The skateboarding game Session was announced last year as an early access game on PC, and a part of the Xbox Game Preview program on the Xbox One. But instead of being released in any way for either the game dropped from view, with no updates coming until a Kickstarter message in May.

“Also, many of you have been asking lately if we’d be at E3 this year… We decided to not take part or going to E3 this year,” developer Vincent Da Silva wrote. “With early access getting closer every day, we knew it would have an impact on the development, so we decided to stay focused on developing session instead … We’ve been purposely silent lately in order to work as hard as we can to offer you the best Early Access and Xbox Game Preview as we can.”

No news about when we may see anything, but at least we know they’re still supposedly working on it.

Babylon’s Fall

Babylon’s Fall is supposed to be released this year, but there hasn’t been much news since the game was announced last year. PlatinumGames is also supposed to be working on Bayonetta 3, which is another game on this very list, so maybe the studio is just a little overworked?


New Apex Legends patch fixes one of Caustic’s most annoying bugs

The latest Apex Legends patch has arrived and it’s full of bug fixes ahead of season 2.

The patch’s biggest update comes to Caustic, whose traps were hurting players through walls. While Caustic mains may have gotten a kick out of the bug, it wasn’t great for other players, so Respawn fixed the issue.

Another change coming with this update is a PC-only upgrade that allows players to cap their frame rate with the new console command, “fps_max.” This can keep the frame rate locked where it’s most stable, and can help players to avoid taxing their graphics cards more than necessary.

This patch is dedicated entirely to bug fixes, but we did hear some of the changes that are coming with the game’s second season next month. During last weekend’s EA Play event, Respawn announced a few details on the new legend, as well as the ranked mode and new battle pass coming to Apex Legends in season 2.

For a look at all the changes that came with this patch, you can check out the full patch notes below.


  • Update from Respawn: this patch also fixed the bug with healing items not functioning when using the keybinds for them.
  • The following config commands are now enabled:




  • Fixed issue with players not being rewarded with Loss Forgiveness after their teammate left during an Apex Elite match.

Also made improvements so that Loss Forgiveness works more consistently in other cases where it wasn’t working correctly.

  • Fixed bug where Caustic’s Nox Gas Traps would damage players through walls.
  • Fixed exploit where you could repeatedly place Caustic’s Nox Gas Traps with no cooldown.
  • [PS4 Only] Fixed bug with in-game reward message not displaying the right image for Playstation Plus subscribers [previously this was showing an orange and purple checker image instead of the right asset].
  • Fixed issue with “nerfed” skydiving from a Jump Tower.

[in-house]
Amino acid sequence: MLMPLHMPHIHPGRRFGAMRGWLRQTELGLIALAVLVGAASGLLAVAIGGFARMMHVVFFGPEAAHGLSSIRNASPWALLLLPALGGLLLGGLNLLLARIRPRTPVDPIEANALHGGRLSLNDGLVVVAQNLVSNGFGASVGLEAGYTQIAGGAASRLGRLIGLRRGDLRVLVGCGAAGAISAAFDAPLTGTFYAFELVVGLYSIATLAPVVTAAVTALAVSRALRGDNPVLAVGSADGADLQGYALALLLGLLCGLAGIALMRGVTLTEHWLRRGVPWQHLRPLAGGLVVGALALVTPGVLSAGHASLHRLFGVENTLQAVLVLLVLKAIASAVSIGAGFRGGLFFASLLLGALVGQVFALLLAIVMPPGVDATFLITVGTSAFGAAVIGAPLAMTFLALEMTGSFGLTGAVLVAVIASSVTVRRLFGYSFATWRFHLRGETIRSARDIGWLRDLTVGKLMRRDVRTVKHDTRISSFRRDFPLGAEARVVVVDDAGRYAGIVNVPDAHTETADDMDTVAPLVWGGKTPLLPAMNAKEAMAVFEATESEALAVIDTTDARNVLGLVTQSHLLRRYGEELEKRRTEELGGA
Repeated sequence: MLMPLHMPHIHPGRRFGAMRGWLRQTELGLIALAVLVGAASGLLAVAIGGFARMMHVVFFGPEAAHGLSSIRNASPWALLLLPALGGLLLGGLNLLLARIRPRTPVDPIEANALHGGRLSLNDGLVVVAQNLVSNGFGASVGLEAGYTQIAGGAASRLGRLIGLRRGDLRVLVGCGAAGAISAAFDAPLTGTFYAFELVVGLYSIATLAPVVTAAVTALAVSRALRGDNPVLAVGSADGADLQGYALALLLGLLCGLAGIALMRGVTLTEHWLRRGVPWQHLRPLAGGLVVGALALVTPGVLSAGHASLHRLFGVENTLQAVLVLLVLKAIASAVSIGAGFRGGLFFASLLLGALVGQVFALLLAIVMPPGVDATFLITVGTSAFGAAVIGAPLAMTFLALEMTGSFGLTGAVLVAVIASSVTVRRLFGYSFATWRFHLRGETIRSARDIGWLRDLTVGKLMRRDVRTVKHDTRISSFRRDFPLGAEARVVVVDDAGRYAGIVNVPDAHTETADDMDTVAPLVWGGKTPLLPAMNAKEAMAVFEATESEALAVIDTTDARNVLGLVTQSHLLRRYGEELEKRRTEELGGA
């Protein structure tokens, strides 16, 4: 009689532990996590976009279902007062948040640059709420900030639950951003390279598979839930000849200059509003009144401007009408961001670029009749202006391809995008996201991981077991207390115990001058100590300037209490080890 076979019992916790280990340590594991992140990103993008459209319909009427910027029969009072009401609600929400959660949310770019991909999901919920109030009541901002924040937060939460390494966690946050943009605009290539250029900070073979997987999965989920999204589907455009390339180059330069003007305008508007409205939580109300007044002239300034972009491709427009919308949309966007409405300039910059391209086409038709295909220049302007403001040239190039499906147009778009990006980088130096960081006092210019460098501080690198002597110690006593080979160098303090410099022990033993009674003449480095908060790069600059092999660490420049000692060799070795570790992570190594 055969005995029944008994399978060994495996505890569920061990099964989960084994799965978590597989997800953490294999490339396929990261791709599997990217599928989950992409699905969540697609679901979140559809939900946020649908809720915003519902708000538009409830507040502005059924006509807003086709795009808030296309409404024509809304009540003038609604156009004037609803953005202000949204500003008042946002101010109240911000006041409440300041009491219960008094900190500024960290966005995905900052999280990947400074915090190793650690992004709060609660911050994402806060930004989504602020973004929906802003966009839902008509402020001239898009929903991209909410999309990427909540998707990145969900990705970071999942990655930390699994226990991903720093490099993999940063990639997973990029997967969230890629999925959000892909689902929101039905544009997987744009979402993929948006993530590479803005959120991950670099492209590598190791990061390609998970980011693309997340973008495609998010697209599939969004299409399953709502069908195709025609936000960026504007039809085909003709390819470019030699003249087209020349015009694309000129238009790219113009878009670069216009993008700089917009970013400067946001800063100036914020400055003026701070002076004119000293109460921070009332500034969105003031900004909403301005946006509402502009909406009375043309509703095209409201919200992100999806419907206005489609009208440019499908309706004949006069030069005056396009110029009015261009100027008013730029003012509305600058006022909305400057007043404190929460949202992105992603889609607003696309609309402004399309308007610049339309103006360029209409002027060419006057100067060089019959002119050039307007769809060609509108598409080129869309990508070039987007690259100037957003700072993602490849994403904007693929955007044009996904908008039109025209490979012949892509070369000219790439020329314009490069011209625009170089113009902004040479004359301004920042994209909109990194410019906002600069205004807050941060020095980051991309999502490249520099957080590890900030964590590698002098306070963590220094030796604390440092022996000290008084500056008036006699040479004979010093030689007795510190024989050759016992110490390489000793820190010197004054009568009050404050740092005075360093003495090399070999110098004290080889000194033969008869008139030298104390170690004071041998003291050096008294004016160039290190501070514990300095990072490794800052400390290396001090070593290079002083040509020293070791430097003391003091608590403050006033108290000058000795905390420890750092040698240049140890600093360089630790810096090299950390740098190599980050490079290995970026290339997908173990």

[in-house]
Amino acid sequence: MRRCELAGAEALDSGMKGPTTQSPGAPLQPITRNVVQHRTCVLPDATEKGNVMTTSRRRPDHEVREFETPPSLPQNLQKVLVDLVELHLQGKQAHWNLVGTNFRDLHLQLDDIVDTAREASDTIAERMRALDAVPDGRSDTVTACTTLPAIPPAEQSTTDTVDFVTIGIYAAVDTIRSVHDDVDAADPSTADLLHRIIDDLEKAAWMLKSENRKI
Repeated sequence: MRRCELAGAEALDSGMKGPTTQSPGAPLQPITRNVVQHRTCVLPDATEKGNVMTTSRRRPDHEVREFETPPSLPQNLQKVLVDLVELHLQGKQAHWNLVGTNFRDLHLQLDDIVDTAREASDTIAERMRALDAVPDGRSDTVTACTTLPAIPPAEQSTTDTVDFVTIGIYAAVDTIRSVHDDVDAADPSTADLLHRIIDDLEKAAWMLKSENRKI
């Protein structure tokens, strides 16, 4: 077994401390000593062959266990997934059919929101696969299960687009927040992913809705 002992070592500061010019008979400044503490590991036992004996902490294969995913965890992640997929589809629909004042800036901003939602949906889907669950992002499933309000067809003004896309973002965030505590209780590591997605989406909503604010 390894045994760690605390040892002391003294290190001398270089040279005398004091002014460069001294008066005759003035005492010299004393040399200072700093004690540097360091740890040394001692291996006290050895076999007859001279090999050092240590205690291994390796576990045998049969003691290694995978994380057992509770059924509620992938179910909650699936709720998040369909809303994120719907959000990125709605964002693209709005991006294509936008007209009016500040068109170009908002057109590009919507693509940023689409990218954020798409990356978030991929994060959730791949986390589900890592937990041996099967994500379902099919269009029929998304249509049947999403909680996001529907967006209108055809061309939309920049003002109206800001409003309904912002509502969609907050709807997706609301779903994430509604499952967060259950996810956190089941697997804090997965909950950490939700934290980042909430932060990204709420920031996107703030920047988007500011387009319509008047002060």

• Resolved a number of localization issues for Xbox and PS4.
  • Fixed issues with items sorting incorrectly when looting a deathbox.
  • Fixed issues related to heavily decreased accuracy when ADS and sliding.
  • Fixed audio bug related to Octane’s Jump Pad.
  • Fixed a number of game logic script errors.


All hail Nessa, the new water-type gym leader from Pokémon Sword and Shield

Look, I’ve never so ready to end a 22-year-old relationship with a character that I grew up with, but Misty, it is time to step aside. Nessa is the new all-time master of water-type Pokémon.

Nessa is the second gym leader announced for Pokémon Sword and Pokémon Shield. E3 attendees will be able to battle her as part of the show floor demo. So far, all we know about her Pokémon lineup is that she will battle with a Dynamax Drednaw. We don’t know if she is the second gym leader that we’ll battle in-game.

Game Freak/Nintendo

Her character design is fire, or uh, I mean, water. She rocks perfectly applied eyeliner and purple eye shadow. I’m obsessed with her hoop earrings and she dons a Poké-inspired swimsuit fit for an athlete. Also, she has floaties on her sandals? OK. Nessa also has fans excited because she is also among a growing list of Pokémon Sword and Shield character cast that are dark-skinned (along with Leon and Hop). This is important given that many Pokémon characters are often white.

And I’m not the only one getting excited at her announcement. The internet is freaking out about her as well.

Fans are already rushing to produce fan art of her. It is less than a couple hours out from the Nintendo Direct, and Nessa already has a steady stream of fan art on Twitter. We stan!

I love her so much and am so excited to challenge her to a battle.

Pokémon Sword and Shield will be released on Nintendo Switch Nov. 15.


10 Minutes Of The Legend Of Zelda: Link’s Awakening On Switch

E3 2019It’s time for the biggest gaming show of the year. We’ve got articles, videos, podcasts and maybe even a GIF or two.  

The Switch remake of 1993’s The Legend of Zelda: Link’s Awakening is here at E3, and we’ve capped as much footage of it as we can to show you. It’s beautiful, largely faithful to the source material and just a bit stumbly on the framerate, which they can hopefully smooth out by the game’s September 20 launch.

Kotaku producer Paul Tamayo was at the controls here, experiencing the game for the first time since age five, when he had to settle for watching his brother play it on the Game Boy. Today, he was playing and I watched him. I guess I’m your little brother now, Paul!